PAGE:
Today's Opinions

  • Column: Remembering Harry Briggs Jr., S.C. child who stood for many

    We were sad to hear about last week’s passing of Harry Briggs Jr.
    In the late 1940s, when Harry was in elementary school in Clarendon County, his parents, Harry Briggs Sr. and Eliza Gamble Briggs, thought it was unfair that Harry Jr. and the other black children didn’t have a school bus like the white children did. So Harry Sr. and Eliza joined with other black parents and brought a lawsuit, represented by Thurgood Marshall of the NAACP Legal Defense Fund and local lawyer Harold Boulware.

  • Column: Trump’s behavior problems are way too big to set aside

    In a letter to the editor last Friday, Paul Lloret said that Donald Trump’s message resonates with a large number of Americans, so we shouldn’t be upset over his behavior problems and should “consider the source” of the criticism.
    While the resonating part may be true, I wholeheartedly disagree with the second bit.
    Criticism of Trump’s behavior isn’t coming only from other politicians. It’s coming from your neighbors as well.

  • Letter: Dr. Walker, it’s time to move on

    Editor’s note: This letter responds to L. Brooks Walker’s Sunday column headlined “Listen as Clinton parses words on Comey’s e-mail testimony.”

    As I read yet another article by L. Brooks Walker in the Aug. 14 edition of The Lancaster News, I begin to wonder is he truly a guest columnist – it seems as though he writes a column per week –  a right wing nut with too much time on his hands, or simply someone with an ax to grind with Democrats and Hillary.

  • Letter: On topic of lies, don’t forget Bush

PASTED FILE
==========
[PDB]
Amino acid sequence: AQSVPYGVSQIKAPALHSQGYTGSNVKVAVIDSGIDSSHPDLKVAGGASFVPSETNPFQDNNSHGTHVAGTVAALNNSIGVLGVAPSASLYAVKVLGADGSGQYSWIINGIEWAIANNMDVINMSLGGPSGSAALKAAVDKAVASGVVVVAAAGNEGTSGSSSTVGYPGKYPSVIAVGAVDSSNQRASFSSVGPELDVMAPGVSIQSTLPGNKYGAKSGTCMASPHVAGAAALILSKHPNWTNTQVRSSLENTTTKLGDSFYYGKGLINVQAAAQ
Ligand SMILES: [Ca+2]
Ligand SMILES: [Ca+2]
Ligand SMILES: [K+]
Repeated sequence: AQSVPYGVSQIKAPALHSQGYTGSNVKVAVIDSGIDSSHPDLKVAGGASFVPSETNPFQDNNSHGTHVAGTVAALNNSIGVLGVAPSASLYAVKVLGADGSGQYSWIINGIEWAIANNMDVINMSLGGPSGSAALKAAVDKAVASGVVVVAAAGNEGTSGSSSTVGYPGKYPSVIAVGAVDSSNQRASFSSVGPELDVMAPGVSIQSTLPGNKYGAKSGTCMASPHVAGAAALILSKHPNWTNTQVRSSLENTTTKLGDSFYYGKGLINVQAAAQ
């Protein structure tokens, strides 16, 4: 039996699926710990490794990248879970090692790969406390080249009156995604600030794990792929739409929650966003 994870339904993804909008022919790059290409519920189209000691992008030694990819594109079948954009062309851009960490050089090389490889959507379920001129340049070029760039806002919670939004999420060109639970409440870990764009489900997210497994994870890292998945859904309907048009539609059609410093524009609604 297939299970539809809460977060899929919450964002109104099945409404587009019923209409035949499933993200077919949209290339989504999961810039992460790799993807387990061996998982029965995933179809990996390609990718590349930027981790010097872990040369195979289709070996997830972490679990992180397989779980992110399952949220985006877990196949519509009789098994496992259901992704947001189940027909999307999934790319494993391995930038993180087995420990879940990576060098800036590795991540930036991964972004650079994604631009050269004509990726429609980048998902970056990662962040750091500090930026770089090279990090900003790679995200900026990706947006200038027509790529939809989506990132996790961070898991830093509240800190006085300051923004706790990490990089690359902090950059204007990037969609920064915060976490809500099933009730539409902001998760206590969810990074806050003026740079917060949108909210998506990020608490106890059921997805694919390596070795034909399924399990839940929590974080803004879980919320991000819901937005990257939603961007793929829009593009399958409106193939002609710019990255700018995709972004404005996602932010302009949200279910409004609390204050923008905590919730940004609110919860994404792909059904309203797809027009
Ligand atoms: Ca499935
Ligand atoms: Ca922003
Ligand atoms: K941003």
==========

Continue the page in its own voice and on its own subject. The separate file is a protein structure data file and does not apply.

Editor’s note: This letter responds to L. Brooks Walker’s Sunday column headlined “Listen as Clinton parses words on Comey’s e-mail testimony.”

    Brooks Walker may be onto something. I think he has figured out that politicians lie.
    I never had considered this, so I googled lying politicians and got 26,600,000 hits.
    He listed what he considers lots of lies and half truths told by politicians. I’m sure it’s just a coincidence that all his examples were Democrats.

  • Letter: Political corruption has metastasized

    James McManus talks of anti-Hillary “drivel” in your Aug. 10 paper. What a joke! He should have read his own article. Talk about drivel!
    I’d list all the lies and corruption of his idol Hillary, but why take up the whole paper. Besides, one who doesn’t want to see, can’t be made to see.
    There’s plenty of government people who belong in jail, but what’s keeping them out is called corruption. It has metastasized into the norm in both parties. It’s people with blinders, like Mr. McManus, that let it keep growing.

  • Column: Now’s the time to help lawns recover from summer stress

    As summer fades into fall, it’s time to help lawns recover from summer stress and prepare for the winter ahead.

    Keep mowing your lawn as long as it continues to grow. Grow cool-season grasses like bluegrass, fescue and ryegrass, and you want it 2 1/2 to 3 1/2 inches tall. Warm-season grasses like Bermuda, carpetgrass, centipede and zoysia should be grown at 1 to 2 inches tall while St. Augustine should a bit higher, 2 to 3 inches, for best results.

  • Column: What does an average Medicare enrollee pay?

    Many people have a misconception that Medicare is free healthcare coverage for when they reach age 65.

    That is far from the truth.

    This column spells out some of the common costs that are associated with Medicare, to show future Medicare recipients what they might expect when they enroll. For a more detailed explanation of each of these parts of the program, visit Medicare.gov.

  • Column: Community of faculty, students convenes for USCL’s 58th year

    The University of South Carolina Lancaster will launch its 58th academic year Aug. 18, and our students and faculty are converging on campus this week excited about the intellectual journey ahead for all of us.
    Many Lancaster faculty members spent an interesting summer focused on scholarship, research and service on our campus, across our community and nation, even around the world.